International Non-government Organizations: The Role of Global Civil Society

(This is section 53 of the World Beyond War white paper A Global Security System: An Alternative to War. Continue to preceding | following section.)

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In 1900 there were a handful of global civil institutions such as the International Postal Union and the Red Cross. In the century and some since, there has been an astonishing rise of international non-governmental organizations devoted to peacebuilding and peacekeeping. There are now thousands of these INGOs including such organizations as: the Nonviolent Peaceforce, Greenpeace, Servicio Paz y Justicia, Peace Brigades International, the Women’s International League for Peace and Freedom, Veterans for Peace, the Fellowship of Reconciliation, the Hague Appeal for Peace, the International Peace Bureau, Muslim Peacemaker Teams, Jewish Voice for Peace, Oxfam International, Doctors Without Borders, Pace e Bene, Ploughshares Fund, Apopo, Citizens for Global Solutions, Nukewatch, the Carter Center, the Conflict Resolution Center International, the Natural Step, Transition Towns, United Nations Association, Rotary International, Women’s Action for New Directions, and almost countless other smaller and less well known ones such as the Blue Mountain Project or the War Prevention Initiative.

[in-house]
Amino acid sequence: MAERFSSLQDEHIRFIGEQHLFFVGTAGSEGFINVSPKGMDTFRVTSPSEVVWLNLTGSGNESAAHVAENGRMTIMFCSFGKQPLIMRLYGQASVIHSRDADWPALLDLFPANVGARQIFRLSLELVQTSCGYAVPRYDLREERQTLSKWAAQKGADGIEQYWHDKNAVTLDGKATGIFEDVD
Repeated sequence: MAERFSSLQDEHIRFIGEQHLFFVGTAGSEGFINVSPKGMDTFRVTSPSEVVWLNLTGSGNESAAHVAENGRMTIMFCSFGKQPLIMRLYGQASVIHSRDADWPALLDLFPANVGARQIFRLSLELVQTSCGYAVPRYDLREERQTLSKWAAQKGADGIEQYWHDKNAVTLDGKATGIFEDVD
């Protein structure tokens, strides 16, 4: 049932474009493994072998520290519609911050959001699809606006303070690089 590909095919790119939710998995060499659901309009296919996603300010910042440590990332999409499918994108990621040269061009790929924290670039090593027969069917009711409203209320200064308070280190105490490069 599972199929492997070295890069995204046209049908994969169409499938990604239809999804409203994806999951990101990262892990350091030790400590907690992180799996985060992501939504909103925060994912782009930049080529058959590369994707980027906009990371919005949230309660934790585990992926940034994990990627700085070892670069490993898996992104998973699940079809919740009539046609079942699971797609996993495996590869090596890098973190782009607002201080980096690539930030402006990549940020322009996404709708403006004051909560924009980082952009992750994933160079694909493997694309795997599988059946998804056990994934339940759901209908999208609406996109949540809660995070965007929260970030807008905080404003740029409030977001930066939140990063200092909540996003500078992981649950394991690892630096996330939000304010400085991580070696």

The “Combatants for Peace” movement was started jointly by Palestinians and Israelis.

A heartening example is the founding of Combatants for Peace:note50

The “Combatants for Peace” movement was started jointly by Palestinians and Israelis, who have taken an active part in the cycle of violence; Israelis as soldiers in the Israeli army (IDF) and Palestinians as part of the violent struggle for Palestinian freedom. After brandishing weapons for so many years, and having seen one another only through weapon sights, we have decided to put down our guns, and to fight for peace.

These organizations knit the world together into a pattern of care and concern, opposing war and injustice, working for peace and justice and a sustainable economy.note51 They are recognized as a global force for good. Many are accredited to the United Nations. Aided by the World Wide Web, they are the proof of an emerging consciousness of planetary citizenship.

(Continue to preceding | following section.)

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50. The so-called Marshall Plan was a post World War II American economic initiative to help rebuild European economies. See more at: (return to main article)
51. (return to main article)

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